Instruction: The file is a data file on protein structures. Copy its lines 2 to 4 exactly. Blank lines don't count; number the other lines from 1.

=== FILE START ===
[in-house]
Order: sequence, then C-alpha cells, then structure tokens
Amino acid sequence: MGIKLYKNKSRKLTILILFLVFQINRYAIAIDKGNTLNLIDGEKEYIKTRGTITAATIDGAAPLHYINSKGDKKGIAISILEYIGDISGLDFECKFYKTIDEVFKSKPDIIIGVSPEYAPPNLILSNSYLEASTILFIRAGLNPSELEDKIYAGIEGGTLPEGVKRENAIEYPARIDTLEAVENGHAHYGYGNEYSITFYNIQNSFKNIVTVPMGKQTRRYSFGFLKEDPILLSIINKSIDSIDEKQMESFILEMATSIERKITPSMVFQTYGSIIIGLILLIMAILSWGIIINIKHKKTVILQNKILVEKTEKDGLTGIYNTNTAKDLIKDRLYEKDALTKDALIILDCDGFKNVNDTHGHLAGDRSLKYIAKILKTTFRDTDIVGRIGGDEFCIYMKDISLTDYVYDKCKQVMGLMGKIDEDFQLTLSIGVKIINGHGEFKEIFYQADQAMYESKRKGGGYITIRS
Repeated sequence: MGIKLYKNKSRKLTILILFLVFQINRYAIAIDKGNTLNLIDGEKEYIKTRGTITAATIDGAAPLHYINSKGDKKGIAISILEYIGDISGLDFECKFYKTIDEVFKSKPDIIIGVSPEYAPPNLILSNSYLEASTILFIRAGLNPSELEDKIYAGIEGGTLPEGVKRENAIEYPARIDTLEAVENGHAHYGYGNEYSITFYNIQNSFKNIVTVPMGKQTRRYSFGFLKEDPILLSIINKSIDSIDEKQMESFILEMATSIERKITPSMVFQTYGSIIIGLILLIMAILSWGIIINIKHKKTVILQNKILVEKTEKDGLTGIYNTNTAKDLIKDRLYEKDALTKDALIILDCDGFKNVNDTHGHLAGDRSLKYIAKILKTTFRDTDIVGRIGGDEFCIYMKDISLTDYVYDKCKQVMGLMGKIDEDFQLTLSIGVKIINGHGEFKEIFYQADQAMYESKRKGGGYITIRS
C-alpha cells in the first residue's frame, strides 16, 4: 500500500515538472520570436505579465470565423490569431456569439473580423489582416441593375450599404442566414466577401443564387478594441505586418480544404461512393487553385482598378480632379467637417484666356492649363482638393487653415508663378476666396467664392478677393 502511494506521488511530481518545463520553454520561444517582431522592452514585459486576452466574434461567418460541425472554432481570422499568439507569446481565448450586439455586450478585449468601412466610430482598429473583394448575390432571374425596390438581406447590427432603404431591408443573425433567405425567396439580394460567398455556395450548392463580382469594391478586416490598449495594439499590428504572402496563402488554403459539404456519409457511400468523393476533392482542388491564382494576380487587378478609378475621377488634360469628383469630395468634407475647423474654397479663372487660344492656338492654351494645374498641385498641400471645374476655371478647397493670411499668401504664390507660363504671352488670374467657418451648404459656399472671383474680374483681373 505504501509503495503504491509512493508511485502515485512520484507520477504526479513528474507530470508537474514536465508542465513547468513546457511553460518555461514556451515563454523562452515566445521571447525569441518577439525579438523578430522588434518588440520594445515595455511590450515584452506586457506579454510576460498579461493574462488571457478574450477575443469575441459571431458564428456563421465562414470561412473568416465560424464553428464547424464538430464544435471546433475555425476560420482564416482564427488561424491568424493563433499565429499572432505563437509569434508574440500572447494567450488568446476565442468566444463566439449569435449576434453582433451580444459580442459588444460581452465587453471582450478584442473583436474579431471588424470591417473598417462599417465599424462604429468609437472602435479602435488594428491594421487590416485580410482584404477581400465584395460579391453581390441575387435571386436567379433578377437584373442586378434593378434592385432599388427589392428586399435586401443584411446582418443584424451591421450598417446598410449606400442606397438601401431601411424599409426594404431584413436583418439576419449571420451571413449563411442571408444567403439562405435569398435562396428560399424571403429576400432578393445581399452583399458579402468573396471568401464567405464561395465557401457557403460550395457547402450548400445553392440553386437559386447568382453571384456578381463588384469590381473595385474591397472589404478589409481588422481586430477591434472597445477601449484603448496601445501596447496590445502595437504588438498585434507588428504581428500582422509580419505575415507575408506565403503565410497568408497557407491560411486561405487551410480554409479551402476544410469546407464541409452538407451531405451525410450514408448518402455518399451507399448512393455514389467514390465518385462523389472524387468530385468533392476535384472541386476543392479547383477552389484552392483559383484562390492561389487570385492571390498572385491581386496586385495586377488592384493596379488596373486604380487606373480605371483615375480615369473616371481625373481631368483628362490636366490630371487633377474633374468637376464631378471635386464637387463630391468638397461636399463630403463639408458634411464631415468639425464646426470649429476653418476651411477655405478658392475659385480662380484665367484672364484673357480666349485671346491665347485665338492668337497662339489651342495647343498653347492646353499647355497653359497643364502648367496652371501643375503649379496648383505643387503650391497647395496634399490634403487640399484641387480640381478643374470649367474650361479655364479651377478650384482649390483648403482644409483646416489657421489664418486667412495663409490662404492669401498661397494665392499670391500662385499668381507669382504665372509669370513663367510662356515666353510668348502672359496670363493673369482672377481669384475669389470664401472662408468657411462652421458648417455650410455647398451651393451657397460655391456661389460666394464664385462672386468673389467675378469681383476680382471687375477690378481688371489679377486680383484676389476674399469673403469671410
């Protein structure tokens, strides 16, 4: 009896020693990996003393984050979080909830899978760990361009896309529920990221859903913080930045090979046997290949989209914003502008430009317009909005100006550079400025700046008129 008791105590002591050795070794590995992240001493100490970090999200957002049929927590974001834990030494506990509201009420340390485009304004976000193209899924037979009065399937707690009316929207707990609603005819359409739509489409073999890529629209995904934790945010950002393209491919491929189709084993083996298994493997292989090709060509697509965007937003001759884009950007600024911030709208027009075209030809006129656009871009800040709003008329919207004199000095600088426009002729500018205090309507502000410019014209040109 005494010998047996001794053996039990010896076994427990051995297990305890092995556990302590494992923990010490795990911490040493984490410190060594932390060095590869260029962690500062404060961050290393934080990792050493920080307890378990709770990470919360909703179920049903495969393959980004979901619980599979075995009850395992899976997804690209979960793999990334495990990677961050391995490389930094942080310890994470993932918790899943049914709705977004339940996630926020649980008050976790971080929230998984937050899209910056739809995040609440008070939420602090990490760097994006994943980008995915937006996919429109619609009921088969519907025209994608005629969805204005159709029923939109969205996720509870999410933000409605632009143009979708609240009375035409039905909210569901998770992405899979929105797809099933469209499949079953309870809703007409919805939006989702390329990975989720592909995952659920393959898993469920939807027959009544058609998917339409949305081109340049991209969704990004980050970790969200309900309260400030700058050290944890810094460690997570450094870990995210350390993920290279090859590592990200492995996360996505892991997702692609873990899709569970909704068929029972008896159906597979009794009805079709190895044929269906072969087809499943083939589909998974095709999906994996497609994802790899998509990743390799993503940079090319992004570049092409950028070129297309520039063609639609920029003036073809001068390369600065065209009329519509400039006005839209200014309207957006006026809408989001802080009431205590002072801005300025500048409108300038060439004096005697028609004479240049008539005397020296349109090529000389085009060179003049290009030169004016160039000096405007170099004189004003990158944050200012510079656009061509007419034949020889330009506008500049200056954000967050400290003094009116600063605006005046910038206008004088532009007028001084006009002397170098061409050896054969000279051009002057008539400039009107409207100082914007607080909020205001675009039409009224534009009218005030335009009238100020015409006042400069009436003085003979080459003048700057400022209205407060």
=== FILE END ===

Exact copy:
Order: sequence, then C-alpha cells, then structure tokens
Amino acid sequence: MGIKLYKNKSRKLTILILFLVFQINRYAIAIDKGNTLNLIDGEKEYIKTRGTITAATIDGAAPLHYINSKGDKKGIAISILEYIGDISGLDFECKFYKTIDEVFKSKPDIIIGVSPEYAPPNLILSNSYLEASTILFIRAGLNPSELEDKIYAGIEGGTLPEGVKRENAIEYPARIDTLEAVENGHAHYGYGNEYSITFYNIQNSFKNIVTVPMGKQTRRYSFGFLKEDPILLSIINKSIDSIDEKQMESFILEMATSIERKITPSMVFQTYGSIIIGLILLIMAILSWGIIINIKHKKTVILQNKILVEKTEKDGLTGIYNTNTAKDLIKDRLYEKDALTKDALIILDCDGFKNVNDTHGHLAGDRSLKYIAKILKTTFRDTDIVGRIGGDEFCIYMKDISLTDYVYDKCKQVMGLMGKIDEDFQLTLSIGVKIINGHGEFKEIFYQADQAMYESKRKGGGYITIRS
Repeated sequence: MGIKLYKNKSRKLTILILFLVFQINRYAIAIDKGNTLNLIDGEKEYIKTRGTITAATIDGAAPLHYINSKGDKKGIAISILEYIGDISGLDFECKFYKTIDEVFKSKPDIIIGVSPEYAPPNLILSNSYLEASTILFIRAGLNPSELEDKIYAGIEGGTLPEGVKRENAIEYPARIDTLEAVENGHAHYGYGNEYSITFYNIQNSFKNIVTVPMGKQTRRYSFGFLKEDPILLSIINKSIDSIDEKQMESFILEMATSIERKITPSMVFQTYGSIIIGLILLIMAILSWGIIINIKHKKTVILQNKILVEKTEKDGLTGIYNTNTAKDLIKDRLYEKDALTKDALIILDCDGFKNVNDTHGHLAGDRSLKYIAKILKTTFRDTDIVGRIGGDEFCIYMKDISLTDYVYDKCKQVMGLMGKIDEDFQLTLSIGVKIINGHGEFKEIFYQADQAMYESKRKGGGYITIRS